One Day, One Person

by John
Massachusetts, USA

My elementary and junior high school years were difficult. My parents divorced when I was ten years old, my brother was nine, and my sister was five. Home life was not easy.

Although school could have been a place to get away from the unhappiness at home, it was often worse. I had some friends, but I also had enemies for no apparent reason. Starting in fourth grade, they chased me after school and tried to beat me up. I had to run home almost daily. In our last year at that school, I was relieved — until I learned that all of us would go to the same junior high school.

Seventh grade was farther from home, yet not far enough for me to take the bus. I ran the mile or so home every day. Often, I’m sure there weren’t any bullies waiting for me, but I didn’t want to take any chances.

In the cafeteria, I chose tables with only a few kids. We didn’t talk much to each other; they probably had the same problems I did. Everyone at the table seemed a little scared. I was worried every day, even sitting in the cafeteria where some of my foes were.

One Day, One PersonOne day, one person changed the rest of my life. He was very popular, with lots of friends at school. He hung out with other kids I knew by name, who knew me, but we didn’t socialize much. They just hadn’t paid any attention to me. “Bill” came up to me and said, “John, why don’t you come over and sit with us at our table?”

I couldn’t believe my ears. There was no reason for Bill to risk his popularity by inviting me to join his friends. I was nervous, even scared, but I said OK and went to sit down at his table. It was packed end to end, with about fifteen kids.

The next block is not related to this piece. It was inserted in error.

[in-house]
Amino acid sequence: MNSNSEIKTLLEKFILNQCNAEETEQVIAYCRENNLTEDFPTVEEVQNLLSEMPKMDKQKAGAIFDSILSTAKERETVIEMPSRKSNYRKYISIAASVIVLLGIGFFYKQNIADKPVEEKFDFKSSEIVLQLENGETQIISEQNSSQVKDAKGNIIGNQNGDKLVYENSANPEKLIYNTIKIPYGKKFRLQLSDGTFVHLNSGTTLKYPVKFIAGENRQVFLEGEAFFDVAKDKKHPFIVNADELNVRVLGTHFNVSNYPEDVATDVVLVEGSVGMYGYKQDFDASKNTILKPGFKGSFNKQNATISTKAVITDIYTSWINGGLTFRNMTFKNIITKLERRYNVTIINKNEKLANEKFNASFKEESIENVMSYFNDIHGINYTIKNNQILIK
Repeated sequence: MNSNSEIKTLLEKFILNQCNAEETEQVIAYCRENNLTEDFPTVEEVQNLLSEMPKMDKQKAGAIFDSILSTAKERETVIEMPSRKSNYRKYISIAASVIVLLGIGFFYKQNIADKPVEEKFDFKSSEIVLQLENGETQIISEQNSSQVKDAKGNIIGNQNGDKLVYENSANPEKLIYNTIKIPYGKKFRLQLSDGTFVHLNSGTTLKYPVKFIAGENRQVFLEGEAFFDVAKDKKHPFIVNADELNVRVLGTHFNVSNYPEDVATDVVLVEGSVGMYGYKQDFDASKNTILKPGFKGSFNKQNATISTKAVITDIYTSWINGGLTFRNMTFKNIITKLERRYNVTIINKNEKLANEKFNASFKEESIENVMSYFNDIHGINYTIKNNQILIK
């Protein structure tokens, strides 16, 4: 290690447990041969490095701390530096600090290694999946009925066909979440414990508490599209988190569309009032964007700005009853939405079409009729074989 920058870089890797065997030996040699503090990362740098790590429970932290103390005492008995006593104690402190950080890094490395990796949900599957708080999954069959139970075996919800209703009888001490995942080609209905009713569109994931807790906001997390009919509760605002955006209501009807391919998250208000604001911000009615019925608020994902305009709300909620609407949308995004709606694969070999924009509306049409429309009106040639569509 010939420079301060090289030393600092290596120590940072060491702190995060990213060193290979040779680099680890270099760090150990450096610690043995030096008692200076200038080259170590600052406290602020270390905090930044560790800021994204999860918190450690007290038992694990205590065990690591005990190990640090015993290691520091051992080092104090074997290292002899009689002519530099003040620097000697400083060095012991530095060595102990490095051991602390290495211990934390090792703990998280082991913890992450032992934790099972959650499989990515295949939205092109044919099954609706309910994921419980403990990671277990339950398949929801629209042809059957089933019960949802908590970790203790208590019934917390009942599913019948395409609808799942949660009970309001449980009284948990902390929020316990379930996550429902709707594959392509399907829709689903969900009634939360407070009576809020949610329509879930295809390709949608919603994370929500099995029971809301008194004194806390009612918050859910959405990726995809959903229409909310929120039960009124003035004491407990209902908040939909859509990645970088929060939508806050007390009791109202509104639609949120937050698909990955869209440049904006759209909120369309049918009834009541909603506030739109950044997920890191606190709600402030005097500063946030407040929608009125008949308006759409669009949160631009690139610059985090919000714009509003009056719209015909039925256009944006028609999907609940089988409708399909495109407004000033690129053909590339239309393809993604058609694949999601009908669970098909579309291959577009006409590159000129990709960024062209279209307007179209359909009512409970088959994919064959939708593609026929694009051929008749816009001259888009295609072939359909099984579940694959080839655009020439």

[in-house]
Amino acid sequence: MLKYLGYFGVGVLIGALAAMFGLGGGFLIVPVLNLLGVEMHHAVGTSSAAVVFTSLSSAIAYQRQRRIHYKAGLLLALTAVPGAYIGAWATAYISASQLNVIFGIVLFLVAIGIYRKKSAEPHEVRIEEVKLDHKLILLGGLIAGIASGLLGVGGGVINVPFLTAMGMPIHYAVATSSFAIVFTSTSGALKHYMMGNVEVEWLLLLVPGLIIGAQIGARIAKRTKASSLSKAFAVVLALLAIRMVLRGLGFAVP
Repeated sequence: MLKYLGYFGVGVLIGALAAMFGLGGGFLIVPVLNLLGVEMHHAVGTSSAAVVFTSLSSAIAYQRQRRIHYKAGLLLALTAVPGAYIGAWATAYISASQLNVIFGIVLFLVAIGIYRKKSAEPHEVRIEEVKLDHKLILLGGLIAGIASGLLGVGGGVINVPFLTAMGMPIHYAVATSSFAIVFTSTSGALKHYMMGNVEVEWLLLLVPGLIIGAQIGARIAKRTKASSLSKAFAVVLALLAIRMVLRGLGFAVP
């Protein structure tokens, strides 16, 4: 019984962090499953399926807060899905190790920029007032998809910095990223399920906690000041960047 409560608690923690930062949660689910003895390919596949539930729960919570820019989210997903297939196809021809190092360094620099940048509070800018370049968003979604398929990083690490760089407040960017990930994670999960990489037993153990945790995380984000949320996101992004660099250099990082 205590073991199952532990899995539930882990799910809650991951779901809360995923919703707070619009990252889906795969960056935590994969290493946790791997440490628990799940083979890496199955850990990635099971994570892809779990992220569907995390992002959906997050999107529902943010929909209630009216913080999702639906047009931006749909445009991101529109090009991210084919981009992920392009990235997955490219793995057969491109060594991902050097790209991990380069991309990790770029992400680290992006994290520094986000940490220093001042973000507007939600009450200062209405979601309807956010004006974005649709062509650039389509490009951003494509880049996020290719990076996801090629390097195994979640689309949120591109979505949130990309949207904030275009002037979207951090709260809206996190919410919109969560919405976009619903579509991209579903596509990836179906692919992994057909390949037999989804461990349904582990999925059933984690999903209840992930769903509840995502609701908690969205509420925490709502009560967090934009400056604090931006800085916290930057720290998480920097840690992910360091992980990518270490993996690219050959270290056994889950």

Those kids quickly became some of my best friends. I don’t remember if I had fun the first day, the third, or the thirtieth — but it was finally OK. I started walking home with some of my new friends and no longer had to run.

From then through high school, I was able to gain some self-respect. I became outgoing and confident, and made friends myself. I now own a home and business, and have a fulfilling social life. That all began when Bill asked me to join his table, where I met friends I still have 23 years later. I have never forgotten Bill’s kindness. He wasn’t obligated to include me, and may not even realize what an impact he had.

I now watch out for other people who might be the same as I was that day. They might be alone, nervous or scared. I learned that simple acts can have large impacts, and I know what one person can change in one day.

Originally published as HeroicStories #489 on Feb 19, 2004

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5 thoughts on “One Day, One Person”

  1. I feel for ya. I was bullied at school so unbelievably much, I cannot believe the teachers allowed it to go on. I still can’t say the details out loud, but I can say it was so frequent, and loud and humiliating, right there in the halls of the school, for years! I hope the anti-bully campaigns today are working. One friend who stood by me at the time is still a friend today.


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